A few days ago, Sir John Tusa asked himself and his readers: Is Amnesty in a mid-life crisis? Amnesty International is the largest human rights organisation and this year celebrates its 50th anniversary. Tusa looks back at AI founder Peter Benenson‘s dream:
“The absurd act of faith that writing letters about prisoners of consciencemight have an effect on the most hardened of dictators.”
For Tusa, AI may now be victim of its own success. The work on socioeconomic rights over the last decade and its current global campaign on human rights and poverty, (((Demand Dignity))), show in his opinion that Amnesty hast lost sight of the dreams of its founder:
“It is rather like a secular church, though many would feel uncomfortable with such a thought. Even its friends say it is a bit colonial too. Can it be truly internationalised?
More simply, is Amnesty trying to do too much? Is it now simply: too much about everything?
Does it need to reconnect to the original single simple improbable vision of its founder Peter Benenson?”
Just a few days later, on New Year’s Eve, Stephen Kinzer wrote in The Guardian a much more bitter article, this one focused on the whole of the human rights movement and on Human Rights Watch in particular. Kinzer thereby advocated the end of what he calls “human rights imperialism“. Just a few quotes reflect his point and tone:
“(Human rights groups) promote an absolutist view of human rights permeated by modern western ideas that westerners mistakenly call ‘universal’. In some cases, their work, far from saving lives, actually causes more death, more repression, more brutality and an absolute weakening of human rights.”
“(I)n many countries, there is a stark choice between one set of rights and the other. Human rights groups, bathed in the light of self-admiration and cultural superiority, too often make the wrong choice.”
“Human Rights Watch wants Rwandans to be able to speak freely about their ethnic hatreds, and to allow political parties connected with the defeated genocide army to campaign freely for power. It has come to this: all that is necessary for another genocide to happen in Rwanda is for the Rwandan government to follow the path recommended by Human Rights Watch.” (sic)
Those who are familiar with Amnesty’s work and the overall advocacy for human rights will not find there anything really new. I was not really surprised either, although I think that Kinzer’s aggressive attitude plays down the partial merit that he might have (Sometimes human rights clashes with other important values, such as peace and security; it would be naive to deny it as a matter of principle; we can talk about it some other day…).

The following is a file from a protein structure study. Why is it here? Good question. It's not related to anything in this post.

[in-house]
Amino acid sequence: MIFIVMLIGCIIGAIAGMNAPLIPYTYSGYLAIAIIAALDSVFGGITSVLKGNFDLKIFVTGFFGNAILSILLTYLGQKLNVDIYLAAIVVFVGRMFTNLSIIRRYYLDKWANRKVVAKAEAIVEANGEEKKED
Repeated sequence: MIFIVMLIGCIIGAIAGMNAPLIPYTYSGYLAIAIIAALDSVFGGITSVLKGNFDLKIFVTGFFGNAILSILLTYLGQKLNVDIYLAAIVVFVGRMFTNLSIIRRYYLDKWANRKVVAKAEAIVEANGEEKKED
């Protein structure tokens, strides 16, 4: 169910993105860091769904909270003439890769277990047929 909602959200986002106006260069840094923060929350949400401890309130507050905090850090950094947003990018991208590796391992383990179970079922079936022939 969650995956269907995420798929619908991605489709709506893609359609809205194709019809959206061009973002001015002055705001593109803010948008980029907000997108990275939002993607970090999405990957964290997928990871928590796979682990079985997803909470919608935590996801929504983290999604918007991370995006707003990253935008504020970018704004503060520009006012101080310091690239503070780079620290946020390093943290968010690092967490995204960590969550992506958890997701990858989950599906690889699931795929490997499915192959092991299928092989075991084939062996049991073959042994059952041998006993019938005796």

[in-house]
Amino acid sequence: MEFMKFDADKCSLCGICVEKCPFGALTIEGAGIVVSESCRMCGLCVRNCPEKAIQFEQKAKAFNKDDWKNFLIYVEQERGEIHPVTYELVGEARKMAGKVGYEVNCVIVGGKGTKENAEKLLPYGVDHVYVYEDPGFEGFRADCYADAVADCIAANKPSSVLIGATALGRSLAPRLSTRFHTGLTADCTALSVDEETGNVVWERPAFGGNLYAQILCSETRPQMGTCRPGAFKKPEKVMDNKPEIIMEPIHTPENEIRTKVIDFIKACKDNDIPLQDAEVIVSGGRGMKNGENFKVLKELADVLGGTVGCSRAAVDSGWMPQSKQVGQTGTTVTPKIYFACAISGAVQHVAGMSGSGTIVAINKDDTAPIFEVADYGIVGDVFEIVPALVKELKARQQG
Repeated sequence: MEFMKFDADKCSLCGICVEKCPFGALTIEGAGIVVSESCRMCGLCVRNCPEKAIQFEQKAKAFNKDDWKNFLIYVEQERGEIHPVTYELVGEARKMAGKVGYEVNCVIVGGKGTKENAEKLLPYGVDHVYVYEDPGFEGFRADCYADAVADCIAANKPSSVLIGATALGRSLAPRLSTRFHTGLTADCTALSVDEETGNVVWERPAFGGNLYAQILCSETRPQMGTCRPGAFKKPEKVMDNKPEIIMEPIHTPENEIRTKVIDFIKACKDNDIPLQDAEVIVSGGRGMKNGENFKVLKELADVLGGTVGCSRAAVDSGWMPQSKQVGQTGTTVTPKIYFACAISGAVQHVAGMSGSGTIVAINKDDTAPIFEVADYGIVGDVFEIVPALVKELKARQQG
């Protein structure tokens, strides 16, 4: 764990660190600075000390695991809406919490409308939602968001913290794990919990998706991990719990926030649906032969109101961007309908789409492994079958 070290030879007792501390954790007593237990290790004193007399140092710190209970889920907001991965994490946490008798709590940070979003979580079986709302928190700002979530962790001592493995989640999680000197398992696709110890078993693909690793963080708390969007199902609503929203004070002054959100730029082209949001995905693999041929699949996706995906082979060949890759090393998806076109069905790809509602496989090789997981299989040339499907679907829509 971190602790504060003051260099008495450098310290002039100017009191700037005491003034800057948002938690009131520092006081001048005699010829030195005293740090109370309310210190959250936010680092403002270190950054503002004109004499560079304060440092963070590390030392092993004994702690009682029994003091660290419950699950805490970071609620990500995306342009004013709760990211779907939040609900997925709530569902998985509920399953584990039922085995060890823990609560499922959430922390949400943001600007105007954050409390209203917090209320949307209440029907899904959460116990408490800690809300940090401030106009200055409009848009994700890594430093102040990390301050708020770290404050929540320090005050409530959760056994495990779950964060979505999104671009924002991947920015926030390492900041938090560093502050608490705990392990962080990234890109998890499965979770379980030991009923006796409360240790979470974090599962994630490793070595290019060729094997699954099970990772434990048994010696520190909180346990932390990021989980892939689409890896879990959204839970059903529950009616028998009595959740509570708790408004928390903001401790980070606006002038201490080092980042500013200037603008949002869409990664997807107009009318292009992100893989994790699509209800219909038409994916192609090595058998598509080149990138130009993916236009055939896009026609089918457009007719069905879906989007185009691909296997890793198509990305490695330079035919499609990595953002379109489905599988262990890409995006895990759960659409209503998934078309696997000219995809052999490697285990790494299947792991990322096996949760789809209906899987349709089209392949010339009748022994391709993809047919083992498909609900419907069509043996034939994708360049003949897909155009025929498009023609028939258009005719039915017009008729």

I would have probably let this go, but somebody bring them back to my attention. Last weekend, with a cup a coffee and a piece of cake, my partner’s mum, who had heard Sir Tusa on the radio, asked me: ‘Does it really matter if Amnesty has more or less supporters? At the end of the day, media coverage is what really makes a difference; don´t you think, Koldo?’
Both articles came to my mind straightaway. ‘How many individual letters do we need in order to ‘compensate’ a furious diatribe like the one by Kinzer?’, I thought.
Kinzer departs from the assumption that the human rights community is spurious to the South. Many violators of human rights over there wouldn´t have any problem to agree with him. True: Amnesty (and HRW, and most human rights groups) is still very Northerner. But also true: Amnesty is now significantly much less Northerner than just a decade ago. AI is growing step-by-step in the Global South, and so is the rest of the human rights community. If AI’s presence in the South was as qualitatively/quantitatively important as in the North, the advocacy for human rights would necessarily change, and so would the very same content of the idea of human rights. In fact, Amnesty’s (still) incipient work for economic and social rights is the consequence of the pressure exercised by human rights defenders mostly from the Global South, who complained about the normative and conceptual inconsistencies of working for the right to freedom of expression and not for the right to education.
‘Individual‘ and ‘People‘ are keywords here. They make sense out of Amnesty’s candle. Amnesty International 2011 is the consequence of five decades of hard work by thousands of thousands of individuals. Nowadays, AI counts on more than 3 million supporters all over the world. More than international law, more than media support, more than effective lobby strategies and even more than the philosophical foundations of human rights, individuals like you and me, groups like you and us, constitute the added value of Amnesty International. And this is something that both outsiders and insiders should always keep in mind.
My response to my girlfriend’s mum looked like the following:
There is something that the human rights community doesn´t do very well. We don´t tell good stories as often as we must. In 1945, a handful of countries had eliminated the death penalty from their domestic law; today, 4-5 carry out nearly 99% of the executions in the world and ‘only’ 20-25 still practice the capital punishment. Since 1961, AI has helped releasing more than 45,000 prisoners of conscience. We cannot attribute these and other good news solely to AI’s work and not even to the whole of the human rights community. But there is something that shouldn´t go unnoticed. There is a clear correlation between a progressive improvement of human rights in global terms and a progressive growth and recognition of the human rights movement worldwide. This correlation ought to be enough to make us carry on.